The Dean Martin and Jerry Lewis Tribute Show delivered a dynamite act of music and comedy 8 p.m. Friday at Egyptian Theatre, 135 N. Second St.
The show started with a musical number sung by Dean Martin, played by Tom Stevens, and Jerry Lewis, played by Tony Lewis. “Almost Like Being In Love” was the opening song and took the audience back in time to the 1950s.
“There’s a smile on my face, for the whole human race. Why it’s almost like being in love,” Stevens and Lewis sang as Stevens charmed the audience with his smooth movement and suave voice while Lewis added comedic charm to the number.
What was so amazing about the performance was the uncanny resemblance between Stevens and Martin and Tony and Jerry. “Well just look at us. We were born for it” Stevens said as he reflected on why he and Lewis chose to play the famous duo. “The career chose us,” Lewis said.
Not only did the pair look like Martin and Lewis, they sounded like them too. Stevens’ voice was fantastic and brought to life the amazing tracks Martin recorded. Tony also captured Jerry’s nasally voice in a way that made every joke 10 times more funny.
While Stevens and Lewis had a distinct niche, Stevens singing songs and Lewis telling jokes, that didn’t stop the pair from crossing over and doing other forms of entertainment. Stevens told several funny jokes, including a story about a woman losing her glass eye and Dean Martin returning her eye. These setups were creative and funny as can be. It also made the show refreshing to see Stevens switching up his style of showmanship.
Lewis also ventured into singing and did a fine job. He emulated the early comedic work of Jerry Lewis where Jerry would mime funny actions to music, in one case pretending to spastically type to the sound of stringed instruments and bells. Another funny moment saw Stevens singing “Sway” and Lewis arriving on stage with maracas and dancing to the rhythm of the song.
Lewis’s pants comedically dropped to his ankles revealing boxer shorts much to Steven’s dismay. “It’s a good thing Jerry wore the boxer shorts,” Stevens said. “As for the people in the front row, not only did you see Jerry’s maracas, you saw his castanets.”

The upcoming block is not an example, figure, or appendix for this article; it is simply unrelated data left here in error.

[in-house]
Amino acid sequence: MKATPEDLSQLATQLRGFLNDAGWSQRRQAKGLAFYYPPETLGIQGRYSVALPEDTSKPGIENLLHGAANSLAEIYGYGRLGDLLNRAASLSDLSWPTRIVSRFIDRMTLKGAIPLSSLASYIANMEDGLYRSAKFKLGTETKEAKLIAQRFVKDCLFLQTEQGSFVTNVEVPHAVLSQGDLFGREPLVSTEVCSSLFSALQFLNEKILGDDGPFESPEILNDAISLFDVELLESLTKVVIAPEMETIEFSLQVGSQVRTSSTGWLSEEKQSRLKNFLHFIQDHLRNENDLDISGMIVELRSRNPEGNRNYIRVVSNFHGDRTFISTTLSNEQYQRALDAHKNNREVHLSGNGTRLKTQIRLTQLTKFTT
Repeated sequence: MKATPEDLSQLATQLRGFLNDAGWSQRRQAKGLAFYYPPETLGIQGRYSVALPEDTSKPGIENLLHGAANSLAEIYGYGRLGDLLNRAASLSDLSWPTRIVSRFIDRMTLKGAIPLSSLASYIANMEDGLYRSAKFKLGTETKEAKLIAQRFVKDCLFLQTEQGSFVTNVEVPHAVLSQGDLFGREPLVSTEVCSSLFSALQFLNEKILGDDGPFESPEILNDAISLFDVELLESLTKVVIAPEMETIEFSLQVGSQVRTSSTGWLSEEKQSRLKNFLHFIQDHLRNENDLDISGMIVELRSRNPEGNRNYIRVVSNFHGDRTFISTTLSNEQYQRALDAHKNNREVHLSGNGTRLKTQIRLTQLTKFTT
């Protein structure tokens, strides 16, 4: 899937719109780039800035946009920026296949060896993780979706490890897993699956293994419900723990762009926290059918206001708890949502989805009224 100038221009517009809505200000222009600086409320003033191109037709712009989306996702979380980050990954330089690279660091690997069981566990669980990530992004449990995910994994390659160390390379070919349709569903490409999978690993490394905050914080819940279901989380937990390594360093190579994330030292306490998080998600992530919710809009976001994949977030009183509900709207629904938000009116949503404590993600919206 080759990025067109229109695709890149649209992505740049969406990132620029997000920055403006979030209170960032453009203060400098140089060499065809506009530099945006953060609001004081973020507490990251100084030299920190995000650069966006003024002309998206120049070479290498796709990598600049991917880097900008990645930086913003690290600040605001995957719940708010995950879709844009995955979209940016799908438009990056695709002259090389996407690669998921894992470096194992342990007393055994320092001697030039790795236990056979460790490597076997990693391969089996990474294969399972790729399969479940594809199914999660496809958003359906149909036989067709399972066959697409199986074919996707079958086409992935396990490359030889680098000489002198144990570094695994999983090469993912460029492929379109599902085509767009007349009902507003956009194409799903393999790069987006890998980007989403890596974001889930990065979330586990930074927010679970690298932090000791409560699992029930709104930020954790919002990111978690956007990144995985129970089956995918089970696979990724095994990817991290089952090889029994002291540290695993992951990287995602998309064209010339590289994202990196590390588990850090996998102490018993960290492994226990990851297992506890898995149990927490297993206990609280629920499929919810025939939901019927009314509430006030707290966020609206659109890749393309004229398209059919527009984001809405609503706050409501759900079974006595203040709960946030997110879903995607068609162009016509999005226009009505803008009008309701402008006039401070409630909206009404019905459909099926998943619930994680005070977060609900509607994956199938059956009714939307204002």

This kind of humor came out of nowhere and induced laughing beyond comprehension. The chemistry the pair shared with each other was consistently heartwarming start to finish. Stevens acted as the straight-man with his touches of goofiness trying to entertain the audience while Lewis tried to liven up the crowd with word-play and humor. The pair had their comedic spats here and there but their relationship was similar to two brothers. They may fight, but in they end, they still care for each other.
Much of the humor was very clean, but occasionally got risque with double-entendres here and there.
The closest the show got to questionable material was when Lewis dressed as a Chinese Chef named Lou. While some may have considered this part of the show insensitive, it’s important to remember that this is a tribute show to an act from the 1940s and 50s. Some of the material that was popular then may not be as popular now, and that’s okay. However, to discard some of Martin and Lewis’s material would make the show less authentic and Tom Stevens and Tony Lewis are absolutely dedicated to the legacy of Dean Martin and Jerry Lewis.
Despite this controversial act, it was relatively harmless with some funny jokes
This is Tony’s 34th year playing Jerry Lewis and Stevens’ 35th year, and it truly shows as they are so in touch with their roles. Stevens practically oozed the charismatic demeanor of Dean Martin and, from the instant he came on stage, could easily contend with Marlon Brando or James Dean for the “coolest cat” award.
Tony was magnetic with his goofy, yet lovable persona as Jerry Lewis. The pair have a great working relationship both on and off the stage, and it shows.
“He’s like my brother,” Stevens said.
The duo also paid tribute to the films of Dean Martin and Jerry Lewis. One of the show’s highlights was when the duo impersonated celebrities thanks to the mind altering, scientific formulas of “The Nutty Professor” played by Tony Lewis. One vial managed to give Stevens a “sexy” Greek accent which was so seductive that Lewis tried to make a move on him. This was an incredible bit of humor that perfectly incorporated the solo work of Martin and Lewis into their show.
The final vials transformed the pair into celebrities. Stevens was transformed into Robert De Niro while Lewis was John Travolta. “De Niro” did a tough guy bit incorporating elements of “The Godfather Part II” and “Taxi Driver” while “Travolta” danced in a suggestive way to the disco track “You Should Be Dancing” by the Bee Gees.
One of the final acts of the show was when the pair paid homage to the film “The Caddy,” which starred Dean Martin and Jerry Lewis, by singing the film’s hit song “That’s Amore.”
The song was sung as a duet with Stevens’ suave voice being perfectly offset by Lewis’comedic voice. The song perfectly summed up the pair’s relationship, with each having their own strengths and coming together to form something bigger than themselves. While individually they work as entertainers, the pair ascend to another plane when they join forces.
“Just look at all the people who were in the lobby,” Stevens said as he discussed what the best part of the show was. After the show concluded, Stevens and Lewis met everyone who attended in the lobby in the Egyptian Theatre where they received hugs and well wishes from the audience which shows just how powerful their performance truly was.